I think that in an ideal world, asexual people would find each other, and be able to have satisfying relationships, giving each other companionship and love in ways they are comfortable with.

I think the reasons that sexual acts are the most restrictive expectation of a relationship have a lot to do with culture and socialization. Different cultures have different attitudes about this. There is also the fact that monogamy halts the onward march of STDs, and guarantees knowledge of paternity. (Thus avoiding awkward appearances on Maury Povich.) In matriarchal societies, paternity isn't such a big deal, since you always know who your mother is.

I might add more when the discussion continues.
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Tue Jul 01, 2014 1:57 am
Disclaimer: I am the last person to claim expertise on any of this, all of this is basically just my random thoughts on the subject.

The article itself is concerned with the question of whether infidelity can be justified by a sexless marriage. You seem to be more concerned with the subject of emotional intimacy, so I'll keep my focus there, and off of discussions of infidelity for the moment.

...I have some difficulty in the idea of one partner using the other simply to satisfy their 'needs.' I would like to think that, if they were married, they would care enough about each other to talk things out when it became uncomfortable.

True, sometimes there is no answer to a problem like that. But, again, I'm probably the last person to ask.

In more direct response to the questions you asked:

1.) In a relationship without sex (for whatever reason), I believe there are many intimate activities that may serve to distinguish the relationship from a "cohabiting friendship."

Pagan mentioned dancing, walks, etc. Just the simple time alone together is important--regardless of whether you're 'intimate' in other areas of your relationship or not. The biggest key, in my view, would seem to be communication between both partners.

There is physical contact without sex--cuddling, for example. Composing music as a pair, sitting together, taking the time to meet each other's day-to-day needs, not just satisfying 'urges.'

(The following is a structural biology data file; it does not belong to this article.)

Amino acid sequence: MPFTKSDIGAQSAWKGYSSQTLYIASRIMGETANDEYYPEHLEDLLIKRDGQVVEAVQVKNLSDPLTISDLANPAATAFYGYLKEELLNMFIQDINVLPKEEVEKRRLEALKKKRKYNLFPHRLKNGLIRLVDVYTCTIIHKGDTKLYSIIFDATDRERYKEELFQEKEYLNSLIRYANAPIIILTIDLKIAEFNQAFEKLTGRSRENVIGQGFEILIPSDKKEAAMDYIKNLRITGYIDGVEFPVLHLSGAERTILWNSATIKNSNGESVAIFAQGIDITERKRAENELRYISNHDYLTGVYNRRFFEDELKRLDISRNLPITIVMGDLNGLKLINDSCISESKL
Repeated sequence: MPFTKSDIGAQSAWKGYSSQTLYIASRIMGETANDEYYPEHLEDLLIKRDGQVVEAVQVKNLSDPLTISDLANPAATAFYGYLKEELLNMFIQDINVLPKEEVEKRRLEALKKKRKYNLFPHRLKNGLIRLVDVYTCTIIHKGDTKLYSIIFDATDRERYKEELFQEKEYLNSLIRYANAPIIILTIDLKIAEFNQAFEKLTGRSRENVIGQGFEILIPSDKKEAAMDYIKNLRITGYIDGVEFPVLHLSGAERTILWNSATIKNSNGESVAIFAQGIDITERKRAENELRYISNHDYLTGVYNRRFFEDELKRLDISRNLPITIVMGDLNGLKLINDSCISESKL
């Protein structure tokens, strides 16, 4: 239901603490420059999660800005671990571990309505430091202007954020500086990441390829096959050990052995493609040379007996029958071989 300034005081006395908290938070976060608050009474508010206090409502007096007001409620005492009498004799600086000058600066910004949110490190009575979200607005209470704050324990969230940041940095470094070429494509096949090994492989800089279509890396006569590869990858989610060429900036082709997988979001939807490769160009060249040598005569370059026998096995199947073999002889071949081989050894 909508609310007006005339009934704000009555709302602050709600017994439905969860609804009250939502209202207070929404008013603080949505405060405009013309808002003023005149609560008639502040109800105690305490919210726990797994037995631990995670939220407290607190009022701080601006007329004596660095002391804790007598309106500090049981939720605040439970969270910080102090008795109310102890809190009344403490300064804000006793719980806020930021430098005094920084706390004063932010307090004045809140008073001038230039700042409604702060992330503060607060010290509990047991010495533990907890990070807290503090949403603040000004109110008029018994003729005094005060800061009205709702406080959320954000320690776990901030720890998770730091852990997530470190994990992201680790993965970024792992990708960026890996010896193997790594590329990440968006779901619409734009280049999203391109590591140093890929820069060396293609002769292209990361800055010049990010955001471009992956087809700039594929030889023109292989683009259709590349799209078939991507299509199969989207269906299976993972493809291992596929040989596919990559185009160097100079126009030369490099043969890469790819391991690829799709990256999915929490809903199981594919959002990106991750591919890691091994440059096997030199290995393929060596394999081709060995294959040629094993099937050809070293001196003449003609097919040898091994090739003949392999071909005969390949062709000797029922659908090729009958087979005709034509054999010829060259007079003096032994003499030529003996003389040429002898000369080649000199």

2.) Restrictive expectation... I'm not entirely sure what to make of this. *pokes Pagan's answer* I'll agree with this when it comes to limitations from a sociocultural standpoint. If you were asking about any sense of obligation, then I'll just put that up to our oversexed culture in general.

I'm not entirely sure all of that made sense, but it's what I have.
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Thu Jul 10, 2014 10:53 pm
I've been contemplating a post on this thread for awhile, and I'm still thinking but I'll post what I have.

I like the analogy of food shopping and sex. Often times, my husband and I are not aligned in that regard, but that doesn't stop us from trying to entice the other. We have discovered that most of the time, one can re-align the other, so to speak. And if not, we snuggle and share intimacy with touch. And on that note, touch is an intimate act that can be expressed differently in intimacy, friendship or family. And I'm not just talking about "where" the touching is occurring. I hug my husband differently than I do my friends and family. I'll give him back and shoulder massages that would be different if I were to give my sister a massage.

I'm not sure how to answer the most restrictive expectation question....

I'm interested to see how the discussion progresses.
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Fri Jul 11, 2014 7:48 am
I've been with my husband for 8 years. Due to my health issues, we often cannot be sexually active. We have gone as long as 3 months without that level of intamacy, but we both understand that health is more important. Often my husband's health is preventing this intimacy too. But we love each other dearly and show our affection in many ways besides sex.